Accept or decline? Breaking down the Pope’s apology

The apology from Pope Francis on April 1 took a lot of people by surprise – including members of the delegations at the Vatican who heard it firsthand.

The delegations, made up of leaders, elders, residential school survivors and youth from the Assembly of First Nations, Inuit Tapiriit Kanatami and the Métis National Council, each had a private audience with the Pope to share their truths and request that he come to Canada to apology.

Then, during a ceremony marking the final meeting, the pope said this: “For the deplorable conduct of these members of the Catholic Church, I ask for God’s forgiveness and I want to say to you with all my heart, I am very sorry. And I join my brothers, the Canadian bishops, in asking your pardon,”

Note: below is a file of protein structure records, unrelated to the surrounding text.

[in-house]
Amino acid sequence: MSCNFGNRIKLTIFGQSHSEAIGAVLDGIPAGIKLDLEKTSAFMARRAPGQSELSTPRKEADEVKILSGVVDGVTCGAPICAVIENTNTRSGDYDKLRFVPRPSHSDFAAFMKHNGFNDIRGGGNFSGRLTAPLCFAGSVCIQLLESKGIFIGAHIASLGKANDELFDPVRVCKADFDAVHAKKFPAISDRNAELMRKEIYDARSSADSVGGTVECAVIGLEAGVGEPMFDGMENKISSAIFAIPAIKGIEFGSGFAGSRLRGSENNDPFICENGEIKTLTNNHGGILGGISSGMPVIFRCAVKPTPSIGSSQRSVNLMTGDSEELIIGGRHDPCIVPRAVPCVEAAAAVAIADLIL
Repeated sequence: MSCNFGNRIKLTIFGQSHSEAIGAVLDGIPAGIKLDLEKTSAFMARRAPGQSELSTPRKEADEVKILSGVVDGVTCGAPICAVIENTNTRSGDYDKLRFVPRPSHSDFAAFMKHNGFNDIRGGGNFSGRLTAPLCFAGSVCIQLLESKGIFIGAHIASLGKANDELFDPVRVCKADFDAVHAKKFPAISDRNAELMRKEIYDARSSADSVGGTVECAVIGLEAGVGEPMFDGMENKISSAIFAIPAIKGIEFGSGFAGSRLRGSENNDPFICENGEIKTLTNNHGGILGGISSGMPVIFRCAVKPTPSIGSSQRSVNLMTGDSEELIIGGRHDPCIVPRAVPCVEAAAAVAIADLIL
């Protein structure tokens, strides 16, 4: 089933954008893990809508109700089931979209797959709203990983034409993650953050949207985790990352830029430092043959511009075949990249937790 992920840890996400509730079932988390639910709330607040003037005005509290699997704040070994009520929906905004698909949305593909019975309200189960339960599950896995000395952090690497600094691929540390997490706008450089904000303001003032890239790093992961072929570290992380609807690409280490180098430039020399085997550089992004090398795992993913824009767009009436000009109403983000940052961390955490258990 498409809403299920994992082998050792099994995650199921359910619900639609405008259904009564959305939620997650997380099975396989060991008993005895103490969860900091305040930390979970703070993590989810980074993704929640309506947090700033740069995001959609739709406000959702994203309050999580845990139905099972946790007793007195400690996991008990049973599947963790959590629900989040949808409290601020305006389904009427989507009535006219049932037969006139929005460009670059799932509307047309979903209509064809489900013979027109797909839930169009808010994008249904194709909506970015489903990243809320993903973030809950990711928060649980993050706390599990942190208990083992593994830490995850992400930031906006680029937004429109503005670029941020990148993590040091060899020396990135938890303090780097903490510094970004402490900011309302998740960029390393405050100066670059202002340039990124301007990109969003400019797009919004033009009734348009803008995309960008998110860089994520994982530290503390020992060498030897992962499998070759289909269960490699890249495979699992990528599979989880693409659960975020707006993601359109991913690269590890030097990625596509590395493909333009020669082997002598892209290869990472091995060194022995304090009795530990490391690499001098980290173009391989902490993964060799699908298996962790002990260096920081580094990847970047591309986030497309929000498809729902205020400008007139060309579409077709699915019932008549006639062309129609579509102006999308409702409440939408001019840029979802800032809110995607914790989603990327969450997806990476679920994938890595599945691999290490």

Most will agree, those words are long overdue and, in the end, still don’t fulfill call to action 58 of the Truth and Reconciliation Commission final report which calls on the apology to be made in Canada.

For some, it meant an acknowledgment of the abuse thousands of First Nation, Métis and Inuit children faced in the colonial-run schools that operated from the mid-1800s until the mid-1990s.

Others say the words fell short and were too scripted.

Love it – or hate it – people across the country have been talking about the apology from Pope Francis.

Contribute Button